Personally, I love this time of year. I enjoy being out in the cold. Let’s face it, a cup of hot tea by mid-morning is divine after you’ve come in from below zero temperatures and the hair sticking out from under your wool hat is frozen stiff! I guess I just appreciate the extremes in life!
Once all the chores are done and if we’re not spending the day cutting ( next year’s) firewood or re-glazing barn windows, I head for the studio to dye wool and felt slippers. Spring shearing is really not that far off and I have a lot of fleeces to work through before the next batch piles up.
So, what kind of things occupy your days in the dead of winter? Any good reading or winter projects you’d like to share? Do tell.
Til next time, stay warm, enjoy, and don’t forget the tea!

Merry Christmas To All!

Warm and cozy and couldn’t be more delighted with the Christmas gift of more snow! Merry Christmas, everyone!

The Snow-Storm
BY RALPH WALDO EMERSON

Announced by all the trumpets of the sky,
Arrives the snow, and, driving o’er the fields,
Seems nowhere to alight: the whited air
Hides hills and woods, the river, and the heaven,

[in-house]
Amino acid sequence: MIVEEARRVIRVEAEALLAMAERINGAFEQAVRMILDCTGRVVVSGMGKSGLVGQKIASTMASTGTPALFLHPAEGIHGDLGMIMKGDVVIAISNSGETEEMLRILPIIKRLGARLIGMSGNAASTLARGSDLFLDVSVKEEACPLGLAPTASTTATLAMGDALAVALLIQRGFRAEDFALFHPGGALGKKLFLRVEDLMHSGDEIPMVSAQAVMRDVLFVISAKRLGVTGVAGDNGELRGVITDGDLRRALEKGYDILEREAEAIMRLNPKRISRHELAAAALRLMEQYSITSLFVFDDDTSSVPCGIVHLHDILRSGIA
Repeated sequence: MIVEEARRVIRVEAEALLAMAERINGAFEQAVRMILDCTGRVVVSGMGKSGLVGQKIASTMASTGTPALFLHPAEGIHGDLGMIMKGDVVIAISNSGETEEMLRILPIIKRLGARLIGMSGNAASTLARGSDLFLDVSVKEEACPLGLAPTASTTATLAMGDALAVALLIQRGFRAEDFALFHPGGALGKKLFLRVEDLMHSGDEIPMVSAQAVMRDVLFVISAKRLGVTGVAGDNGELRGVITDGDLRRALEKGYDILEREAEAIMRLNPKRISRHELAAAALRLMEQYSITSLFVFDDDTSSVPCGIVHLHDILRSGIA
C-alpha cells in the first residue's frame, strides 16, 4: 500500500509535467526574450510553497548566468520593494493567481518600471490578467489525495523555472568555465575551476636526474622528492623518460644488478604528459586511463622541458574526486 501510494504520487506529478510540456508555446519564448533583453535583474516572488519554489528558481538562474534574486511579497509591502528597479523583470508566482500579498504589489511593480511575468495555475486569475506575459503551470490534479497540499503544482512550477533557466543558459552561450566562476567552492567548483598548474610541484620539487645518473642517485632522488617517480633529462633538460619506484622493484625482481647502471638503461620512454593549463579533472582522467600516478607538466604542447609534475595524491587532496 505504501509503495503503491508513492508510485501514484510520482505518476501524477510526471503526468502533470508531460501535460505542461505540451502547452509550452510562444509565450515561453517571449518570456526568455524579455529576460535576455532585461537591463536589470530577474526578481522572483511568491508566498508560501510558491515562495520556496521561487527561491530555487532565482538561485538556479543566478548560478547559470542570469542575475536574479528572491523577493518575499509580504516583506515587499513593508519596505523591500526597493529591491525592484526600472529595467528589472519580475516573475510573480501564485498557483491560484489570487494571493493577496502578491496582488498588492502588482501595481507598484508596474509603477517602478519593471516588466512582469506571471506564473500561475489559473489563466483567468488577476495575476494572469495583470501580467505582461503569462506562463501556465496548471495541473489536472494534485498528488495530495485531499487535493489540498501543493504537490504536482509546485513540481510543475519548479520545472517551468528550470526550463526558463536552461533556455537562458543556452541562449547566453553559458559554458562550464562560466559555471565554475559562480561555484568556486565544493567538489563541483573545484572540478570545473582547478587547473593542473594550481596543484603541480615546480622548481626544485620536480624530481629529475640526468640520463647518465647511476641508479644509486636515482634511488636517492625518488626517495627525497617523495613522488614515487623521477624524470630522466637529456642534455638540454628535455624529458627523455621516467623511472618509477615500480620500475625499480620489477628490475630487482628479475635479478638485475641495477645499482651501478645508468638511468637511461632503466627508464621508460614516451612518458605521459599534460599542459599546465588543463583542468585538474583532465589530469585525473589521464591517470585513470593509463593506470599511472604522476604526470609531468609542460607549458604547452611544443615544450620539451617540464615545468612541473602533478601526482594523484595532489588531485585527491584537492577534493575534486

And veils the farm-house at the garden’s end.
The sled and traveller stopped, the courier’s feet
Delayed, all friends shut out, the housemates sit
Around the radiant fireplace, enclosed
In a tumultuous privacy of storm.

Come see the north wind’s masonry.
Out of an unseen quarry evermore
Furnished with tile, the fierce artificer
Curves his white bastions with projected roof
Round every windward stake, or tree, or door.
Speeding, the myriad-handed, his wild work
So fanciful, so savage, nought cares he
For number or proportion. Mockingly,
On coop or kennel he hangs Parian wreaths;
A swan-like form invests the hidden thorn;
Fills up the farmer’s lane from wall to wall,
Maugre the farmer’s sighs; and, at the gate,